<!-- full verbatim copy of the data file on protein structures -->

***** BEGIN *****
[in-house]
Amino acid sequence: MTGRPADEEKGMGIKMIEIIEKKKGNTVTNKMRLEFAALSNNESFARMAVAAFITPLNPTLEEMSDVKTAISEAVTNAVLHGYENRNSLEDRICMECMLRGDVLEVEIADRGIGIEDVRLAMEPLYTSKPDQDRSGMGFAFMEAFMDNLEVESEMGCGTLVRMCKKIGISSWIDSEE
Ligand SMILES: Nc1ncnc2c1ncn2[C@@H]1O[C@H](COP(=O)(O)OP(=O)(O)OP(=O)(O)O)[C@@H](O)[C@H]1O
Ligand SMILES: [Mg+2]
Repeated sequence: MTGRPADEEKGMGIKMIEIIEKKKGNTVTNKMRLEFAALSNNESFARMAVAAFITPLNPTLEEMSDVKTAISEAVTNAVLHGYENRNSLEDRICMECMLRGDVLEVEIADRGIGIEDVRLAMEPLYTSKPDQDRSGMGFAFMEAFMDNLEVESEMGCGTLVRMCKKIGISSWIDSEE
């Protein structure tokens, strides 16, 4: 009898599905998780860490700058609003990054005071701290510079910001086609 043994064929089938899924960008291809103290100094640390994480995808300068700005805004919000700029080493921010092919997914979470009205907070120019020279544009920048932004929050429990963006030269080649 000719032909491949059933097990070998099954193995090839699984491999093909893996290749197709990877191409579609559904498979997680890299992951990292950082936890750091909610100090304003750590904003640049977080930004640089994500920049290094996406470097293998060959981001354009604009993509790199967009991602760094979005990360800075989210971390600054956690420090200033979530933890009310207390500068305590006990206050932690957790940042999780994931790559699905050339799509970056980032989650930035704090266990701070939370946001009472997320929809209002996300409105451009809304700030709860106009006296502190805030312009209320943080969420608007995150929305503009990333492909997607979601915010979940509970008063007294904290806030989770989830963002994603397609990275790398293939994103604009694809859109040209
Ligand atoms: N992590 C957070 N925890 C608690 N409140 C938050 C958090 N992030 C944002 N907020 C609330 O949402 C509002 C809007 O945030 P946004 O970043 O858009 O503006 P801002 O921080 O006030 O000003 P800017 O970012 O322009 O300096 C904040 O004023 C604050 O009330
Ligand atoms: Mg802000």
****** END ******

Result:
[in-house]
Amino acid sequence: MTGRPADEEKGMGIKMIEIIEKKKGNTVTNKMRLEFAALSNNESFARMAVAAFITPLNPTLEEMSDVKTAISEAVTNAVLHGYENRNSLEDRICMECMLRGDVLEVEIADRGIGIEDVRLAMEPLYTSKPDQDRSGMGFAFMEAFMDNLEVESEMGCGTLVRMCKKIGISSWIDSEE
Ligand SMILES: Nc1ncnc2c1ncn2[C@@H]1O[C@H](COP(=O)(O)OP(=O)(O)OP(=O)(O)O)[C@@H](O)[C@H]1O
Ligand SMILES: [Mg+2]
Repeated sequence: MTGRPADEEKGMGIKMIEIIEKKKGNTVTNKMRLEFAALSNNESFARMAVAAFITPLNPTLEEMSDVKTAISEAVTNAVLHGYENRNSLEDRICMECMLRGDVLEVEIADRGIGIEDVRLAMEPLYTSKPDQDRSGMGFAFMEAFMDNLEVESEMGCGTLVRMCKKIGISSWIDSEE
């Protein structure tokens, strides 16, 4: 009898599905998780860490700058609003990054005071701290510079910001086609 043994064929089938899924960008291809103290100094640390994480995808300068700005805004919000700029080493921010092919997914979470009205907070120019020279544009920048932004929050429990963006030269080649 000719032909491949059933097990070998099954193995090839699984491999093909893996290749197709990877191409579609559904498979997680890299992951990292950082936890750091909610100090304003750590904003640049977080930004640089994500920049290094996406470097293998060959981001354009604009993509790199967009991602760094979005990360800075989210971390600054956690420090200033979530933890009310207390500068305590006990206050932690957790940042999780994931790559699905050339799509970056980032989650930035704090266990701070939370946001009472997320929809209002996300409105451009809304700030709860106009006296502190805030312009209320943080969420608007995150929305503009990333492909997607979601915010979940509970008063007294904290806030989770989830963002994603397609990275790398293939994103604009694809859109040209
Ligand atoms: N992590 C957070 N925890 C608690 N409140 C938050 C958090 N992030 C944002 N907020 C609330 O949402 C509002 C809007 O945030 P946004 O970043 O858009 O503006 P801002 O921080 O006030 O000003 P800017 O970012 O322009 O300096 C904040 O004023 C604050 O009330
Ligand atoms: Mg802000």